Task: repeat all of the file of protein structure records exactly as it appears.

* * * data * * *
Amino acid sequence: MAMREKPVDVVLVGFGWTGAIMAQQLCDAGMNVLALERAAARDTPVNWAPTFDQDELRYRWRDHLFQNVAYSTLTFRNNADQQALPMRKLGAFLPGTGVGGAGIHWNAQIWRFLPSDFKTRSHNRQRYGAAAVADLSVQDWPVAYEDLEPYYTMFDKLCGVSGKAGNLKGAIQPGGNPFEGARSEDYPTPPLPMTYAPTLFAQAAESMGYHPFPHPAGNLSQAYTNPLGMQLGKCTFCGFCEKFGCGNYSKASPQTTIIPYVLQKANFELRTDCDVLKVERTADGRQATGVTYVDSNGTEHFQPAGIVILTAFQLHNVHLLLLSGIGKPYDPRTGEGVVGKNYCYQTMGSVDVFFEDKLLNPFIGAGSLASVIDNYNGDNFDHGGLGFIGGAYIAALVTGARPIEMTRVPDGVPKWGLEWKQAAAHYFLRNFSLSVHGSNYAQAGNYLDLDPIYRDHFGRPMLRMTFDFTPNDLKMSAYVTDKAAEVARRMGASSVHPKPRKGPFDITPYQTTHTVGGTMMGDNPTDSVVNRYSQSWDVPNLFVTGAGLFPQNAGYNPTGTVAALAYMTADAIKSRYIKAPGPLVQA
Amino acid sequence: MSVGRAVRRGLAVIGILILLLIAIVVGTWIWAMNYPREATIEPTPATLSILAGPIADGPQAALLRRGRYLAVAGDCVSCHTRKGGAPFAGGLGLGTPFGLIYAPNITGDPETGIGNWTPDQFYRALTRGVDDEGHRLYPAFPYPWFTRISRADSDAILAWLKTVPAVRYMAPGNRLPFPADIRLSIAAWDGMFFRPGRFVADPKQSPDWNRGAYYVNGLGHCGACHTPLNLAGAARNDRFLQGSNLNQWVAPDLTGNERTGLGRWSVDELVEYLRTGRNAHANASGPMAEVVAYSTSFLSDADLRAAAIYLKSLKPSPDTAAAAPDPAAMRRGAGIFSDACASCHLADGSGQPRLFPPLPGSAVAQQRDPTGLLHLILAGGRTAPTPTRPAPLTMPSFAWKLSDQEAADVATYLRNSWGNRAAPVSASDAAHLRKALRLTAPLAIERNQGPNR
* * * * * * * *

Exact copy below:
Amino acid sequence: MAMREKPVDVVLVGFGWTGAIMAQQLCDAGMNVLALERAAARDTPVNWAPTFDQDELRYRWRDHLFQNVAYSTLTFRNNADQQALPMRKLGAFLPGTGVGGAGIHWNAQIWRFLPSDFKTRSHNRQRYGAAAVADLSVQDWPVAYEDLEPYYTMFDKLCGVSGKAGNLKGAIQPGGNPFEGARSEDYPTPPLPMTYAPTLFAQAAESMGYHPFPHPAGNLSQAYTNPLGMQLGKCTFCGFCEKFGCGNYSKASPQTTIIPYVLQKANFELRTDCDVLKVERTADGRQATGVTYVDSNGTEHFQPAGIVILTAFQLHNVHLLLLSGIGKPYDPRTGEGVVGKNYCYQTMGSVDVFFEDKLLNPFIGAGSLASVIDNYNGDNFDHGGLGFIGGAYIAALVTGARPIEMTRVPDGVPKWGLEWKQAAAHYFLRNFSLSVHGSNYAQAGNYLDLDPIYRDHFGRPMLRMTFDFTPNDLKMSAYVTDKAAEVARRMGASSVHPKPRKGPFDITPYQTTHTVGGTMMGDNPTDSVVNRYSQSWDVPNLFVTGAGLFPQNAGYNPTGTVAALAYMTADAIKSRYIKAPGPLVQA
Amino acid sequence: MSVGRAVRRGLAVIGILILLLIAIVVGTWIWAMNYPREATIEPTPATLSILAGPIADGPQAALLRRGRYLAVAGDCVSCHTRKGGAPFAGGLGLGTPFGLIYAPNITGDPETGIGNWTPDQFYRALTRGVDDEGHRLYPAFPYPWFTRISRADSDAILAWLKTVPAVRYMAPGNRLPFPADIRLSIAAWDGMFFRPGRFVADPKQSPDWNRGAYYVNGLGHCGACHTPLNLAGAARNDRFLQGSNLNQWVAPDLTGNERTGLGRWSVDELVEYLRTGRNAHANASGPMAEVVAYSTSFLSDADLRAAAIYLKSLKPSPDTAAAAPDPAAMRRGAGIFSDACASCHLADGSGQPRLFPPLPGSAVAQQRDPTGLLHLILAGGRTAPTPTRPAPLTMPSFAWKLSDQEAADVATYLRNSWGNRAAPVSASDAAHLRKALRLTAPLAIERNQGPNR